The following is a specific example of a drill string made in accordance with the present invention and used in a borehole while penetrating crooked type formations:
A rotary drilling rig was provided with 14 collars, one being a collar as seen at 26, 27, and 28. Slots 34 had been previously formed along one side thereof, with there being one slot each 360° of circumference. Two aligned, series, spaced slots 62 and 70 were milled into the collar for a length of 8 feet each, the collar was 30 feet in length, and the dimensions at 60, 66, and 74, respectively, were 6, 2, 6 feet, respectively. The milled slot was made 2 inches wide, and one-half inch deep, with the sidewalls 38 and 40 lying substantially normal to a flat rear wall 36. The slot corners 48 were slightly curved in the illustrated manner of FIG. 6 so as to avoid promotion of crack growth resulting from metal fatigue. The sharp edges were also removed from the longitudinal edges at 42 and 44 of the slots.
The borehole was drilled or formed using a standard rotary bit of the tri-cone type. After the hole had penetrated to a depth 8400 feet, the drill string was removed and the hole checked for deviation. The deviation of the borehole was found to be 3-4 degrees variation from vertical 20.
This borehole was formed in a geographical area having a crooked type formation which usually results in a crooked hole which is expected to deviate 7-15 degrees from the vertical 20 when using standard prior art collars.
In FIG. 6, numeral 86 indicates that the rear wall 36' has been placed too close to passageway 32 of the collar; and, therefore, the collar has been unduly weakened. In this instance, it is advantageous to make the slot of a smaller depth, as seen at 136 or 36, for example, and place two slots as seen in FIG. 11 adjacent to one another.
In order to prevent unduly weakening the collar, it is advantageous to utilize a single slot in drill collars less than 6 inches in outside diameter. The width of the slot preferably is 5-10 percent of the circumference. In larger drill collars, such as 6-9 inches diameter, two slots located 180° apart can be employed, as seen in the illustrated embodiment of FIG. 9, for example. In collars of larger diameters, 3 slots can be milled into the exterior surface of the collar, as seen in the illustrated embodiment of FIG. 10. The slot should be of sufficient cross-sectional area to provide a continual flow of drilling fluid thereinto while avoiding obstructions due to inclusion of debris. The slot should not be made excessively wide because it must "wipe" the borehole surface with the drilling fluid to provide the desired hydraulic counterforce respective to the drill bit.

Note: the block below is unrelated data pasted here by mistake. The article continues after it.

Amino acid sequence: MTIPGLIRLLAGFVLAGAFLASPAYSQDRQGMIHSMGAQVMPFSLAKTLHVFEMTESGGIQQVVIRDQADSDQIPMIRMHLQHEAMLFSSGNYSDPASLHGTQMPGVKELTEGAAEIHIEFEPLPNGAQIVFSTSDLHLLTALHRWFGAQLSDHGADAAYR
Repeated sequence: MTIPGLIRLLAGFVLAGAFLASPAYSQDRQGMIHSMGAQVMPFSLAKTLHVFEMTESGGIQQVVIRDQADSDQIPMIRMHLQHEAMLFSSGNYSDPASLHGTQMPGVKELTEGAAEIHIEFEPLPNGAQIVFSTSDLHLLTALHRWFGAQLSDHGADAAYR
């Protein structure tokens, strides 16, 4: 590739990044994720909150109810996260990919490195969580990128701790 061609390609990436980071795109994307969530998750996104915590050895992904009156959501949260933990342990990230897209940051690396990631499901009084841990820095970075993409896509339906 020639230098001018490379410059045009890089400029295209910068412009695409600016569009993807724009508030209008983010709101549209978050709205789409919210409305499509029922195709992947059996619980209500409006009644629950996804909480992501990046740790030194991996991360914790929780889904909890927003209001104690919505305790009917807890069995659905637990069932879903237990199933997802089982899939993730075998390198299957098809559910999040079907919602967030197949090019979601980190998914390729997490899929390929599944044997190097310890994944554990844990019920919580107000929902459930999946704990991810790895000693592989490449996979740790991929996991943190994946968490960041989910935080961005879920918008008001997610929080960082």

One to three hydraulic straight hole drill collars 26-28 are used, depending upon the exactness with which the point of tangency can be ascertained. Additional standard prior art collars, along with the usual reamers, stabilizers, and other desired drill string components are included in the string.
The arrangement and configuration of the slots are selected in accordance with the size of the drilled hole, and the amount that the dip or inclined degree from the horizontal that the formation bed.
The present invention provides an inexpensive method by which relatively straight boreholes can be formed in crooked type formations. The present invention avoids sticking of the drill bit downhole in the borehole, reduces power consumption of the drilling rig, avoids subsequent trouble in casing the borehole, enhances the cementing job, and lengthens the life of the production equipment subsequently employed in producing the well. The present invention brings about the recited unexpected advantages which are achieved at the nominal cost of modifying a prior art drill collar in the manner set forth in the present disclosure.
The collar of this invention can be employed in most any drill string in lieu of prior art collars. Reamers and other subassemblies can be used in conjunction with the drill collar of this invention.
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|CN103437704A *||Aug 2, 2013||Dec 11, 2013||中国石油化工集团公司||Backup directional rotary steering drilling device|
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|U.S. Classification||175/61, 175/73|
|International Classification||E21B7/06, E21B7/10, E21B17/16|
|Cooperative Classification||E21B17/16, E21B7/06, E21B7/10|
|European Classification||E21B7/10, E21B17/16, E21B7/06|
|Oct 29, 1984||AS||Assignment|
Owner name: FREEMAN, KENNETH A., 1904 N. MIDLAND DR., MIDLAND,
Free format text: ASSIGNMENT OF ASSIGNORS INTEREST.;ASSIGNOR:TOWNSON, JIMMY D.;REEL/FRAME:004322/0074
Effective date: 19840830
|Jul 25, 1988||SULP||Surcharge for late payment|
|Jul 25, 1988||FPAY||Fee payment|
Year of fee payment: 4
|Aug 25, 1992||REMI||Maintenance fee reminder mailed|
|Jan 17, 1993||LAPS||Lapse for failure to pay maintenance fees|
|Mar 30, 1993||FP||Expired due to failure to pay maintenance fee|
Effective date: 19930117